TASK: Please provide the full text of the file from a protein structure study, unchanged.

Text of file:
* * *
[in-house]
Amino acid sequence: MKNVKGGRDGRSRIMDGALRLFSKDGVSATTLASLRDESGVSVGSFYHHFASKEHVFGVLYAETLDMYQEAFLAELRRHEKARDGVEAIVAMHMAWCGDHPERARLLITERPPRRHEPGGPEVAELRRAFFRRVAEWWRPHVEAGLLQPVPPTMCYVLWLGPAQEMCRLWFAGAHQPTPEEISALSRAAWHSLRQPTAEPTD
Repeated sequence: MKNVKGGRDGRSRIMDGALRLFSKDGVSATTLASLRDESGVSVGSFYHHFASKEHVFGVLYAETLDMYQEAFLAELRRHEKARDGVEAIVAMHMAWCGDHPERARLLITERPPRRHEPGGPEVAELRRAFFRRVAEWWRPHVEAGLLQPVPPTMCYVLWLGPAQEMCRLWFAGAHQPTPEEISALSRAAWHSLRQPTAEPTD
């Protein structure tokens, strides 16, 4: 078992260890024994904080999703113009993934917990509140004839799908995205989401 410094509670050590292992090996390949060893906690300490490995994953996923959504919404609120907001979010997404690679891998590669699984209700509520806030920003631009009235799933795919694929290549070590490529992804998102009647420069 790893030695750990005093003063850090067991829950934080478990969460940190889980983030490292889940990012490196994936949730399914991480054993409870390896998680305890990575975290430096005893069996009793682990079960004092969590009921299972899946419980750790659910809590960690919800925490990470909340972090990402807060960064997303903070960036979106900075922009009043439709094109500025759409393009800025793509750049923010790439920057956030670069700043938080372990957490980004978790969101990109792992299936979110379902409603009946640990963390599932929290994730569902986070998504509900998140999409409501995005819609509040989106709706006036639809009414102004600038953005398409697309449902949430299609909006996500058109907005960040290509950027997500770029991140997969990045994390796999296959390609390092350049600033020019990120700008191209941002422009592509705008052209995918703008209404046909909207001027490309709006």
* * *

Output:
[in-house]
Amino acid sequence: MKNVKGGRDGRSRIMDGALRLFSKDGVSATTLASLRDESGVSVGSFYHHFASKEHVFGVLYAETLDMYQEAFLAELRRHEKARDGVEAIVAMHMAWCGDHPERARLLITERPPRRHEPGGPEVAELRRAFFRRVAEWWRPHVEAGLLQPVPPTMCYVLWLGPAQEMCRLWFAGAHQPTPEEISALSRAAWHSLRQPTAEPTD
Repeated sequence: MKNVKGGRDGRSRIMDGALRLFSKDGVSATTLASLRDESGVSVGSFYHHFASKEHVFGVLYAETLDMYQEAFLAELRRHEKARDGVEAIVAMHMAWCGDHPERARLLITERPPRRHEPGGPEVAELRRAFFRRVAEWWRPHVEAGLLQPVPPTMCYVLWLGPAQEMCRLWFAGAHQPTPEEISALSRAAWHSLRQPTAEPTD
């Protein structure tokens, strides 16, 4: 078992260890024994904080999703113009993934917990509140004839799908995205989401 410094509670050590292992090996390949060893906690300490490995994953996923959504919404609120907001979010997404690679891998590669699984209700509520806030920003631009009235799933795919694929290549070590490529992804998102009647420069 790893030695750990005093003063850090067991829950934080478990969460940190889980983030490292889940990012490196994936949730399914991480054993409870390896998680305890990575975290430096005893069996009793682990079960004092969590009921299972899946419980750790659910809590960690919800925490990470909340972090990402807060960064997303903070960036979106900075922009009043439709094109500025759409393009800025793509750049923010790439920057956030670069700043938080372990957490980004978790969101990109792992299936979110379902409603009946640990963390599932929290994730569902986070998504509900998140999409409501995005819609509040989106709706006036639809009414102004600038953005398409697309449902949430299609909006996500058109907005960040290509950027997500770029991140997969990045994390796999296959390609390092350049600033020019990120700008191209941002422009592509705008052209995918703008209404046909909207001027490309709006």